Keys of the season 2015
|April 21||Dutch National Ballet - Back to Bach|
|April 24, 25||Bolshoi theatre - The Taming of the Shrew|
|April 25||Wienner Stattsballett - Contra Clockwise Witness|
|April 22-28||Master-classes and Young Stars Gala|
|April 27||Gala DANCE OPEN 2015|
We live in difficult times, full of uncertainty and worry. It's logical to ask if we really have time for ballet right now. Do we really need this ephemeral, tremulous, effete and elegant refinement when we are surrounded by so many problems? Is it really appropriate in this moment of fearful expectation, when we should be giving up all non-essentials, everything we can get by without?
We believe that ballet is essential. Essential if only because it can help us to preserve the qualities that make us human.
These crises of history ruthlessly separate the wheat from the chaff, laying bare for all to see the essence of things that were previously drowning in bluster. This is best seen in art. In the 2015 season, as never before, art demands sacrifices. And we are happy to sacrifice grand PR events, flamboyant ceremonies, expensive prizes and other cozy fripperies. We'll sacrifice anything, except for art itself - as long as the muses don't fall silent. Ballet people, after all, are used to tightening their belts.
To open our programme of "art at its purest", we have Back to Bach, an evening of mini-masterpieces performed by the renowned company of the Dutch National Ballet. Consisting of five sketches created by very different contemporary choreographers - van Manen, Wheeldon, Pastor - the performance is a meditation on the theme of returning to the source, of the way in which, in difficult situations, high art helps us to find a common denominator of humanity and goodness.
The Taming of the Shrew is another example of pure art. Despite his long-established tradition of working only with his own company, acclaimed choreographer Jean-Christophe Maillot accepted the Bolshoi Theatre's offer, himself stitched together a score from fragments of music by Shostakovich, and created a masterpiece that has been eagerly devoured by audiences. DANCE OPEN is the first time that the performance has been presented away from its home stage.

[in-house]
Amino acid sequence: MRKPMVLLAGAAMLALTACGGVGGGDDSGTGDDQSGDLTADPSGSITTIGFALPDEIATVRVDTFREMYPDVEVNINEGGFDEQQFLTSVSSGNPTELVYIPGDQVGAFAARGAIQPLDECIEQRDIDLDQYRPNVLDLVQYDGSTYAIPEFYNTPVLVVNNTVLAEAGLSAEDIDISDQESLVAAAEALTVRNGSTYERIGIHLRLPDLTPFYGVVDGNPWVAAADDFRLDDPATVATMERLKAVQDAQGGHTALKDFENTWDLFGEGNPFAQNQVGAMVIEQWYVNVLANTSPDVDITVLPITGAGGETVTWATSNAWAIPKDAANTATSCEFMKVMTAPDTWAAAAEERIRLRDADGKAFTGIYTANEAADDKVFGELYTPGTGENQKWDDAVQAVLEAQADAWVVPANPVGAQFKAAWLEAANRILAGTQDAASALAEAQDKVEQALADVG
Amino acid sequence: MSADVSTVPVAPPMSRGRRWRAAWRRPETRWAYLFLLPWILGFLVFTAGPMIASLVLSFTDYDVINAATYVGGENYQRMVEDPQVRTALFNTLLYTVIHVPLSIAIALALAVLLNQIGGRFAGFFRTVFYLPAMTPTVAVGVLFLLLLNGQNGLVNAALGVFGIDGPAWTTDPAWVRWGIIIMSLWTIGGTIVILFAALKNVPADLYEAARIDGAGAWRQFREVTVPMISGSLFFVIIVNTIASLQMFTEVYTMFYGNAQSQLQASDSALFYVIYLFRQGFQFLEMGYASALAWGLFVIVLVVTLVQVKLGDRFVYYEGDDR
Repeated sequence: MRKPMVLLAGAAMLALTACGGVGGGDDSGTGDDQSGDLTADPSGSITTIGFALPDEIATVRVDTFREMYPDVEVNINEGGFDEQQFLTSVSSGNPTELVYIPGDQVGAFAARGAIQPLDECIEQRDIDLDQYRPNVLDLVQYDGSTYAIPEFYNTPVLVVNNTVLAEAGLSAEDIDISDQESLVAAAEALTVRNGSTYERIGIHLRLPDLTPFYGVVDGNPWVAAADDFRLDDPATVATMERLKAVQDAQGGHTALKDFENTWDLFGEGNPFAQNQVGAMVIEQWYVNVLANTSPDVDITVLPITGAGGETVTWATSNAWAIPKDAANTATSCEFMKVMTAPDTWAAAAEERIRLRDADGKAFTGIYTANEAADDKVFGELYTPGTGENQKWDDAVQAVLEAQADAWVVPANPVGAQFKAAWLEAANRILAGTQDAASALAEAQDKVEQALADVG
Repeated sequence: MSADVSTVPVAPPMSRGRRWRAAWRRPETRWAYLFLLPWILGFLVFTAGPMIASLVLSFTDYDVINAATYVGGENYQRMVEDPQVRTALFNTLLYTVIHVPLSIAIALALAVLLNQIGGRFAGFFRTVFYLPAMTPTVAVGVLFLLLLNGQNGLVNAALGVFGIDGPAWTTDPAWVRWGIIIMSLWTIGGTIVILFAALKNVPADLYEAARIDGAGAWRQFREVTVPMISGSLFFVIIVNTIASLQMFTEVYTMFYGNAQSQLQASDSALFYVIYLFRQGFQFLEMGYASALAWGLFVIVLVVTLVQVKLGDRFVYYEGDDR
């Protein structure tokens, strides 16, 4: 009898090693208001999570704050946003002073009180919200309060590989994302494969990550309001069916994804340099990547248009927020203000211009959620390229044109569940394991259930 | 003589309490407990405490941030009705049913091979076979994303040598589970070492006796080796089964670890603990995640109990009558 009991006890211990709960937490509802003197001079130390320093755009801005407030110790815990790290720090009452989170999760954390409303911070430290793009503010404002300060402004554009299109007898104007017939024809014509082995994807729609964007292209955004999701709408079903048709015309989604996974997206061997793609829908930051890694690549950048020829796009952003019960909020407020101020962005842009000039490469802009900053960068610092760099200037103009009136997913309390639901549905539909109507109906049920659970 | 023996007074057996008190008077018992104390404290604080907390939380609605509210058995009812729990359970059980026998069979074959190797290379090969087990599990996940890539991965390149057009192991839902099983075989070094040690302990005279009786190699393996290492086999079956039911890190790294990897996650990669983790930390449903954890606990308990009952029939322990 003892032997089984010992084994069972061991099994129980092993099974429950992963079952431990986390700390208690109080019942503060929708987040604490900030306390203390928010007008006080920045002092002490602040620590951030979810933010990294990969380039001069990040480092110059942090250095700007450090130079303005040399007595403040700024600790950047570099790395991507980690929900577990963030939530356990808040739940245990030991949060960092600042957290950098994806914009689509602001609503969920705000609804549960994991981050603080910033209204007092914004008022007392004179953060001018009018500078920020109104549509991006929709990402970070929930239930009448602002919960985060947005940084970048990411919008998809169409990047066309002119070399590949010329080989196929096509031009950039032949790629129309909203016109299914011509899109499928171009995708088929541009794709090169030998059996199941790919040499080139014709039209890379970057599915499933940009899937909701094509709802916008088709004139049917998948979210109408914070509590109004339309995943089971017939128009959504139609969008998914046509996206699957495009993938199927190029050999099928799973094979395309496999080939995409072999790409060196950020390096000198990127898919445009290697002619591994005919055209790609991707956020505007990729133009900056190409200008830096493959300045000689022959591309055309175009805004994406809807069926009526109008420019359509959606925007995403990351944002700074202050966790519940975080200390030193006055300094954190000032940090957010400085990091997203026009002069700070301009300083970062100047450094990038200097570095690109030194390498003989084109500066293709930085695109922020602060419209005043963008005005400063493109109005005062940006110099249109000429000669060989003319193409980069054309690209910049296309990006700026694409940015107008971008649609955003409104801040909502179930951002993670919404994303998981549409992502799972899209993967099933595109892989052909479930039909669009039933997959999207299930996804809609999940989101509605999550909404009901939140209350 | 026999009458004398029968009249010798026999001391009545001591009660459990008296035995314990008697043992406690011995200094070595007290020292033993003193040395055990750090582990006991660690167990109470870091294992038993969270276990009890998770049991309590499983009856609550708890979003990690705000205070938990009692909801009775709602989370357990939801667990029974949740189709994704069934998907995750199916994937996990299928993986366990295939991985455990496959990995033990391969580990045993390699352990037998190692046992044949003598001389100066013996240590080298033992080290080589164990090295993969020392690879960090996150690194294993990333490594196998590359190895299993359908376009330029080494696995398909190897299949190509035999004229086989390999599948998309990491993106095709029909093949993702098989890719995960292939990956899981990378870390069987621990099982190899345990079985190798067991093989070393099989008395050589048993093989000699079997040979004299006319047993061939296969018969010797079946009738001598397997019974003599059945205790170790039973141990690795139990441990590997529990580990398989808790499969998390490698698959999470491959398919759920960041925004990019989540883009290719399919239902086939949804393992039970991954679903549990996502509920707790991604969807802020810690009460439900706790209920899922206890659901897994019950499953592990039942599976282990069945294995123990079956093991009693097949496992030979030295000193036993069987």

Then there is Manuel Legris - a great dancer, the very embodiment of ballet. Having taken control of the Vienna State Ballet, he has transformed the company from classics devotees into a genuine choreographic trend-setter - and their programme Contra Clockwise Witness is a proof to that. How can we not be proud of the fact that this fascinating company is coming to Russia for the first time to perform at DANCE OPEN?
And, finally, our Gala. Here there will be many stars new to the Petersburg public - charming prima Sarah Lamb and "choreographer's dream" Vadim Muntagirov from Covent Garden, the scintillating Isabella Boylston from the US and acclaimed "Cuban sensation" Osiel Gouneo, J'aime Crandall, who "dances with her heart" and amazingly talanted Alban Lendorf who represent The Royal Danish Ballet…Soloists from the San Francisco Ballet, historically first company of US, will perform at the Gala for the first time. Others have appeared before at DANCE OPEN - like previous winner of the People’s Choice Award Yoel Carreño, the virtuoso Daniil Simkin or the mysteriously elegant Eric Underwood and Melissa Hamilton - and are now returning to a familiar audience, sometimes even changing their touring plans to do so. Once again, this proves that the love between the audience and the artist has to be reciprocated, and that art does not recognize borders.